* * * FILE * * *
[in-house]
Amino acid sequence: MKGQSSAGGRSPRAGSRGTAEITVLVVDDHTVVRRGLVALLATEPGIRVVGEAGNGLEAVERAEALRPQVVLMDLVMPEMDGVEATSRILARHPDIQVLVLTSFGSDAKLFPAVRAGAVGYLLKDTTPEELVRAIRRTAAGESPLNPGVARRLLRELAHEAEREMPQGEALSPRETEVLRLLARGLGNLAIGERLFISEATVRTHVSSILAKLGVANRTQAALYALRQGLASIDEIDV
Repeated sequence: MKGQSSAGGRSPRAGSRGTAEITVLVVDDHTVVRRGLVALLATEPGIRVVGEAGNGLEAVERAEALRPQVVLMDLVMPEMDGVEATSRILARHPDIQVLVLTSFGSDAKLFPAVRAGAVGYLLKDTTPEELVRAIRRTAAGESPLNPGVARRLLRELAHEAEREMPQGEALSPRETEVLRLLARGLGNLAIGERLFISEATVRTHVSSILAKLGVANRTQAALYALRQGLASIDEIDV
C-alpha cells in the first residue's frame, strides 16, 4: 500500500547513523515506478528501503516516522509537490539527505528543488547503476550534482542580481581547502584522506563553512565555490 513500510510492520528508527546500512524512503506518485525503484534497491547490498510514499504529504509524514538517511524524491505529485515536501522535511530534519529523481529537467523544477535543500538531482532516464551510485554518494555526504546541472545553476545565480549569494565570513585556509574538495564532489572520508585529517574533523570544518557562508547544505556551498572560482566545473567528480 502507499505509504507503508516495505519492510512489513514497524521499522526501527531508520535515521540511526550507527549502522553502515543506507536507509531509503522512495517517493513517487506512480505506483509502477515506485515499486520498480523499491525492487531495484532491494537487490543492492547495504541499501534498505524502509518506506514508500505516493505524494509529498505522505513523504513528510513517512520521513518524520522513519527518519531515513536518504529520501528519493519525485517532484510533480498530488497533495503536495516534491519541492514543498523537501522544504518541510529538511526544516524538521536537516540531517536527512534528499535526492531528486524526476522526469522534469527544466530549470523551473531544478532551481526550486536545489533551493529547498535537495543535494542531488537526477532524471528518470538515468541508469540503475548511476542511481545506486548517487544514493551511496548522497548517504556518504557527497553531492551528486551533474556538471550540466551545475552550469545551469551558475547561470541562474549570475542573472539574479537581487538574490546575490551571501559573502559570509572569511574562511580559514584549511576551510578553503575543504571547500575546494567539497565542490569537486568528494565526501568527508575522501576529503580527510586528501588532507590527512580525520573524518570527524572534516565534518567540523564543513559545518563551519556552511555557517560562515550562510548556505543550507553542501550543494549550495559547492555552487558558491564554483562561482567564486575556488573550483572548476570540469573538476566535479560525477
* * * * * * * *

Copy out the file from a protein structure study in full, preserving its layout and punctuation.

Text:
[in-house]
Amino acid sequence: MKGQSSAGGRSPRAGSRGTAEITVLVVDDHTVVRRGLVALLATEPGIRVVGEAGNGLEAVERAEALRPQVVLMDLVMPEMDGVEATSRILARHPDIQVLVLTSFGSDAKLFPAVRAGAVGYLLKDTTPEELVRAIRRTAAGESPLNPGVARRLLRELAHEAEREMPQGEALSPRETEVLRLLARGLGNLAIGERLFISEATVRTHVSSILAKLGVANRTQAALYALRQGLASIDEIDV
Repeated sequence: MKGQSSAGGRSPRAGSRGTAEITVLVVDDHTVVRRGLVALLATEPGIRVVGEAGNGLEAVERAEALRPQVVLMDLVMPEMDGVEATSRILARHPDIQVLVLTSFGSDAKLFPAVRAGAVGYLLKDTTPEELVRAIRRTAAGESPLNPGVARRLLRELAHEAEREMPQGEALSPRETEVLRLLARGLGNLAIGERLFISEATVRTHVSSILAKLGVANRTQAALYALRQGLASIDEIDV
C-alpha cells in the first residue's frame, strides 16, 4: 500500500547513523515506478528501503516516522509537490539527505528543488547503476550534482542580481581547502584522506563553512565555490 513500510510492520528508527546500512524512503506518485525503484534497491547490498510514499504529504509524514538517511524524491505529485515536501522535511530534519529523481529537467523544477535543500538531482532516464551510485554518494555526504546541472545553476545565480549569494565570513585556509574538495564532489572520508585529517574533523570544518557562508547544505556551498572560482566545473567528480 502507499505509504507503508516495505519492510512489513514497524521499522526501527531508520535515521540511526550507527549502522553502515543506507536507509531509503522512495517517493513517487506512480505506483509502477515506485515499486520498480523499491525492487531495484532491494537487490543492492547495504541499501534498505524502509518506506514508500505516493505524494509529498505522505513523504513528510513517512520521513518524520522513519527518519531515513536518504529520501528519493519525485517532484510533480498530488497533495503536495516534491519541492514543498523537501522544504518541510529538511526544516524538521536537516540531517536527512534528499535526492531528486524526476522526469522534469527544466530549470523551473531544478532551481526550486536545489533551493529547498535537495543535494542531488537526477532524471528518470538515468541508469540503475548511476542511481545506486548517487544514493551511496548522497548517504556518504557527497553531492551528486551533474556538471550540466551545475552550469545551469551558475547561470541562474549570475542573472539574479537581487538574490546575490551571501559573502559570509572569511574562511580559514584549511576551510578553503575543504571547500575546494567539497565542490569537486568528494565526501568527508575522501576529503580527510586528501588532507590527512580525520573524518570527524572534516565534518567540523564543513559545518563551519556552511555557517560562515550562510548556505543550507553542501550543494549550495559547492555552487558558491564554483562561482567564486575556488573550483572548476570540469573538476566535479560525477